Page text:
Yes, i've read about it, but i was looking for something less complex and easier to implement. The result is a sequencer based strategy, where a sequencer addresses every device for a message. After the address, the device sends out its message. Every other device can listen to it and process it if it wants to.

 

Examples:

-address 1, device is an input board, message contains a switch matrix of 8 switches, turnouts and signals read it and set themselves

-address 2, device is a throttle, message contains speed and direction settings, a traction controller reads and sets its pwm output

-address 3, device is a block occupancy detector; a crossing gate, a turnout decoder and a led display reads it, the crossing gate activates, a turnout sets itself to a route and the led display lights up

-address 4, device is a throttle device, the dcc central reads it and converts it to a dcc message

-address 5, device is a dcc central with a dcc byte, intelligent boosters read and store it (although it's easier to connect them on a separate high speed dcc bus)

 

Essentially it's just a digital crossbar on a tree topology bus. All logic is provided by the elements. Addressing could be done by eeprom programming through messages (like a dcc decoder) or by jumpers (more simple method). No clock signal is provided and the devices use an unary bus. (pull d0 for 0, d1 for 1, pull both for mark) This is a very primitive solution, but easy to implement on almost any device. Addresses are 8 bits, data is 8 bits and the checksums are also 8 bits. With the mark bits, 26-28 bits time is used for each message and a system running at 20 kbits, it's roughly 4 messages per second for every device on a fully utilised bus. A device is little more than an 8 bit pic micro and some output driver chips. The protocol is inspired by some texas instruments equipment from the early '80-ies that used something similar.

 

The led chains used by mrp is a much more elegant and even more simple solution for an output only system, so for easy signal control from a central controller it's way better. You can even add turnout and mechanical signal decoders to the ws2811 outputs. (by providing a dummy load and reading the output by a microcontroller and driving dc motor controllers, you can control up to 6 bipolar /kato or tomix/ turnouts from a single 2 chip signal unit)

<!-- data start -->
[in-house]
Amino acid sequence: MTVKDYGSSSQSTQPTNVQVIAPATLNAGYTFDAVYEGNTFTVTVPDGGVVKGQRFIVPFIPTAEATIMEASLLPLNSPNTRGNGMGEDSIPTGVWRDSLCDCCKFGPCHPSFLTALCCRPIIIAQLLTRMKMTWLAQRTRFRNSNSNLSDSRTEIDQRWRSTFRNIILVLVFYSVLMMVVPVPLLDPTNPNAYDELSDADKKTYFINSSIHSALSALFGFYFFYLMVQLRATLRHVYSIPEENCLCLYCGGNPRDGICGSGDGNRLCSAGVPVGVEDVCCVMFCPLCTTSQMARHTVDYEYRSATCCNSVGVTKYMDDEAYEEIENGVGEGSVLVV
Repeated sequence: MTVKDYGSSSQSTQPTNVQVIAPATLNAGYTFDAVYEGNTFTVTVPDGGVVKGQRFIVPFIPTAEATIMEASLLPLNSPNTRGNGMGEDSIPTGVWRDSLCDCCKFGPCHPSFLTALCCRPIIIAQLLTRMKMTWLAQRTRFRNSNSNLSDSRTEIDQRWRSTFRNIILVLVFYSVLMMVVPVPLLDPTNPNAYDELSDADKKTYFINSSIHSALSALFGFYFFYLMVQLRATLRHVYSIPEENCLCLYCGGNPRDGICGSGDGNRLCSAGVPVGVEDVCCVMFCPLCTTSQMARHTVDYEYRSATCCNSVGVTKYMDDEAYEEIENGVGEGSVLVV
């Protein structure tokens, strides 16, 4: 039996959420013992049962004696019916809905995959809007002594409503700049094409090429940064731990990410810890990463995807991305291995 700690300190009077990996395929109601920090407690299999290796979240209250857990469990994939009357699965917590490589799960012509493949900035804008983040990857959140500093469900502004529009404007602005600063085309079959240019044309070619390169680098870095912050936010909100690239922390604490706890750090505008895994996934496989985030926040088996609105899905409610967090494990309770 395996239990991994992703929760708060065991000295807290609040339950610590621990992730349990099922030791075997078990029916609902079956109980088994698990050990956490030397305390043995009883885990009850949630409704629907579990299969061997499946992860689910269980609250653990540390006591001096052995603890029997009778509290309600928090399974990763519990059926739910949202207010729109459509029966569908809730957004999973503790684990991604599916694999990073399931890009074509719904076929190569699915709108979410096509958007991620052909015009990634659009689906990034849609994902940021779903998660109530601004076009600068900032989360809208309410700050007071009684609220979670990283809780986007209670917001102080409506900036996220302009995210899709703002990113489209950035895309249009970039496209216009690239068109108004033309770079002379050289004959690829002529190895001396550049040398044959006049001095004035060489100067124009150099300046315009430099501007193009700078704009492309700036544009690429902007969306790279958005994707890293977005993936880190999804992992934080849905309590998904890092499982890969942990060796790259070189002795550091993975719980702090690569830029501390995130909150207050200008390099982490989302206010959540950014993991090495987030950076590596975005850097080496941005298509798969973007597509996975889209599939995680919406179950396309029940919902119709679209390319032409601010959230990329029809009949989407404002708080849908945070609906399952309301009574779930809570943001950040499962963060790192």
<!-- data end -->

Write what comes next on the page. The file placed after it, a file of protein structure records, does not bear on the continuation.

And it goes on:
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mrp

Hi kvp,


 


Yes, I went with 2 common pins and rotationally symmetric (so you can plug in the head facing either direction with just a config change).


 


Funny you should mention plastic covers - my first attempt at 3D printed plastic front covers just arrived today from Shapeways.  The resolution of “Black, Strong & Flexible” isn’t up to it, but the more expensive “Frosted Ultra Detail” covers look pretty good - although they’ll need painting.


 


post-2339-0-40954900-1411362062_thumb.jpg


 


One problem with the covers is that they restrict the field of view to basically straight on (which of course is the point of having a hood!).  That’s one of the things I don’t like about the Tomix signals - I'd prefer being able to see the signal aspect from as side-on as possible.


 


For actual layout automation - throttles, sensors, etc - I’ll be using CAN bus (also like you, 4 wires - 12V, CANH, CANL, GND) - and then I’m planning on having a 4-pin signal output on each controller board so I can just hang a chain of signals (and - like you say - lights, crossings, turnouts, etc) from each node.


 


It seems that everywhere you look in Japan you see a level crossing, so I also wanted to be able to add crossings as cheaply and easily as possible.  I've made a prototype crossing board to plug into the signal chain.  It takes six signal masts - with some restrictions on total lights - and with the control circuit hidden under the track.


 


post-2339-0-45468800-1411362066_thumb.jpg


 


Here it is with a couple of heads plugged in:


 



 


The final version will use the 2mm headers so the black bases won't look as outlandish.


 


I guess I must come from the “more blinking lights is better” school…


 


If you're interested, here's my basic signal base board with the two WS2811 drivers:


 


post-2339-0-13365900-1411362072_thumb.jpg


 


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JR 500系

Oh wow that's cool! Definitely neat! Planning to sell some of them?

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mrp
Hi JR500,

 

Thanks for the encouraging words.  And thanks also to “The Next Station Is…” from earlier in the thread.

 

Actually, I’ve been thinking that plug-and-play “prototypical” N-gauge signals like this might generate some interest in Japan.

 

Before starting work on this, I looked around to see if there were products I could just buy.  I wasn’t able to find anything even remotely similar other than a few home-brew systems like these:



And kits like this:


 

I’m a bit surprised that there’s nothing out there.  I much prefer the look of layouts with working signals everywhere.
Edited by mrp
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E6系

Hello Mr mrp,